Grassroots organisation JENGbA which campaigns against joint enterprise sets up new office in Manchester

The group says the new facility will provide somewhere for relatives of those who it says have been unfairly charged or jailed to visit it.
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A grassroots campaign group fighting against the controversial joint enterprise law has opened a new office in Manchester.

JENGbA, which stands for Joint Enterprise: Not Guilty by Association, has moved into its new premises in the Old Trafford area of the city to add to the office it already has in London.

The group battles against joint enterprise and other legal approaches by which people can be charged and imprisoned as if they were the principal offender if they could be thought to have known a crime was going to take place and failed to prevent it..

JENGbA says this leads to people being put behind bars for crimes committed by others, in some cases just for knowing someone who carried out an offence or for being in the vicinity of criminal activity.

The organisation says it feels its work is much needed in the North West and the new office will provide a place for people who want to help their campaign work as well as the families of those affected by joint enterprise to see them.

What does JENGbA say about opening an office in Manchester?

JENGbA says it has been given a warm welcome in the city by organisations concerned about what is happening in the criminal justice system who want to work alongside it.

The organisation’s founder Janet Cunliffe, who is from Wigan, said: “There’s a lot going on in Manchester at the moment and the north needs this office.

“We’ve made a lot of connections with different organisations in and around Manchester and people support us and wamnt to get involved with the work we do.

“If people get charged we want families to give us a call at the earliest convenience, before they go to trial. We can then explain how the system works.

“At the moment the majority of our cases come to us after they have been convicted, and it’s too late. We want people to come to us beforehand so we can help them and ensure they don’t get convicted of crimes they haven’t committed in the first place.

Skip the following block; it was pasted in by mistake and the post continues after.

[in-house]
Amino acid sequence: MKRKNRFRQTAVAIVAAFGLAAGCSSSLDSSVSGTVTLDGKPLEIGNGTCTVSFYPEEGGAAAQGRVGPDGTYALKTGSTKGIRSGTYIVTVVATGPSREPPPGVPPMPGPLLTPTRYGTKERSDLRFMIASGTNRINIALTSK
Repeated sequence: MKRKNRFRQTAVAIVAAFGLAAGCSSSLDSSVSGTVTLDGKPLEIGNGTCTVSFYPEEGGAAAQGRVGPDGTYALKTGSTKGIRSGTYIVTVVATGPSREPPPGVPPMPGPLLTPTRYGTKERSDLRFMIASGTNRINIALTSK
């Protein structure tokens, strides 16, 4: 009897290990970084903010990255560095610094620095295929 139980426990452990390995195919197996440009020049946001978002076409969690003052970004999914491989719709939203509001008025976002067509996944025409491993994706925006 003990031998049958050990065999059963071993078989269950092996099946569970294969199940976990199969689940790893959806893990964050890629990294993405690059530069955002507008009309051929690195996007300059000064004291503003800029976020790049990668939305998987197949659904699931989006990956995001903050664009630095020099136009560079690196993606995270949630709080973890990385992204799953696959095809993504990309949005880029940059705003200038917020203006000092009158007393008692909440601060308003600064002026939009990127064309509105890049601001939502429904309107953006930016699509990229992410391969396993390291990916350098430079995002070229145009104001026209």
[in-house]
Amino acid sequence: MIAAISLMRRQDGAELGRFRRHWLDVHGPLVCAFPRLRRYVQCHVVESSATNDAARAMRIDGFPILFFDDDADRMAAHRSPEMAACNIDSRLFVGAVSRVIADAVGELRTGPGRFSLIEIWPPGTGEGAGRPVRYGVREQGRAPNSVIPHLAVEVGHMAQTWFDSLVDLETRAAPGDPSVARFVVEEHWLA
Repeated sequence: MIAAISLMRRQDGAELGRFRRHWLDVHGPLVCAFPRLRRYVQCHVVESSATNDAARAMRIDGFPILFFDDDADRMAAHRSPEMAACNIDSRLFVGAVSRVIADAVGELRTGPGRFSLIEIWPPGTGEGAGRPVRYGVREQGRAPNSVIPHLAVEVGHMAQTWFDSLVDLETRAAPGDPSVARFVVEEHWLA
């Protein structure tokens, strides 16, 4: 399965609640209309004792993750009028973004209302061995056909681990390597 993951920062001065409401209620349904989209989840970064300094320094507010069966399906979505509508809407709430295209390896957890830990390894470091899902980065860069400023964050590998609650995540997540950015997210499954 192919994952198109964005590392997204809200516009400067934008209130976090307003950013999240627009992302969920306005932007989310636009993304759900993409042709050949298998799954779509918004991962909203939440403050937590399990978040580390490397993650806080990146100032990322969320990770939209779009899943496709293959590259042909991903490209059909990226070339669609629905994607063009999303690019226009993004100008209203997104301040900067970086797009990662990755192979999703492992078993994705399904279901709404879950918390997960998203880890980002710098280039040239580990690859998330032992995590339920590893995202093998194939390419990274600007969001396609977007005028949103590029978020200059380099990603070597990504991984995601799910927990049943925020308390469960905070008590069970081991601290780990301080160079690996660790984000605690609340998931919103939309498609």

“We also needed somewhere we can meet with the movers and shakers, people who’ve got the power to make change and help us move forward.”

Why was JENGbA set up and what does it do?

Janet began campaigning against joint enterprise after the law was used to jail her son Jordan Cunliffe over the killing of Warrington dad Garry Newlove in 2007, an offence Janet claims he had no part in.

JENGbA was set up to campaign against joint enterprise and was taken forward by relatives of people who were sent to prison using the ‘guilt by association’ law.

The group says joint enterprise is unfair, unjust and also disproportionately affects working-class people and defendants who are Black and ethnic minority.

In 2016 the Supreme Court found that joint enterprise had been wrongly used and Ameen Jogee, who had been convicted of murder, was permitted a retrial and found not guilty.

However, Janet says that despite that apparent breakthrough people are still coming before the courts and being accused of crimes due to association rather than direct evidence that they were responsible.

In addition, she says people are still stuck in prison serving sentences having been convicted using joint enterprise before the Jogee case at the Supreme Court.

She said: “We got a victory in 2016 but the courts didn’t give us resolution to the years of injustice. They haven’t rectified the mistakes that were made or the damage that was done. We’re still fighting for that.

“Since the Supreme Court ruling we have found that nothing has changed. People are still being convicted, and very often in exactly the same way as previously. The language and the words have changed, but a rose by any other name is still a rose.

“It still seems to be the case that being at the scene is enough to convict someone, and we’ve always thought that mere presence at the scene wasn’t enough.

“The North West is feeling it too. The numbers of cases are not going down and currently 10 people seems to be the magic number. Previously four or five people in a group would be prosecuted but it’s now 10, and 10 people are getting convicted as well.”

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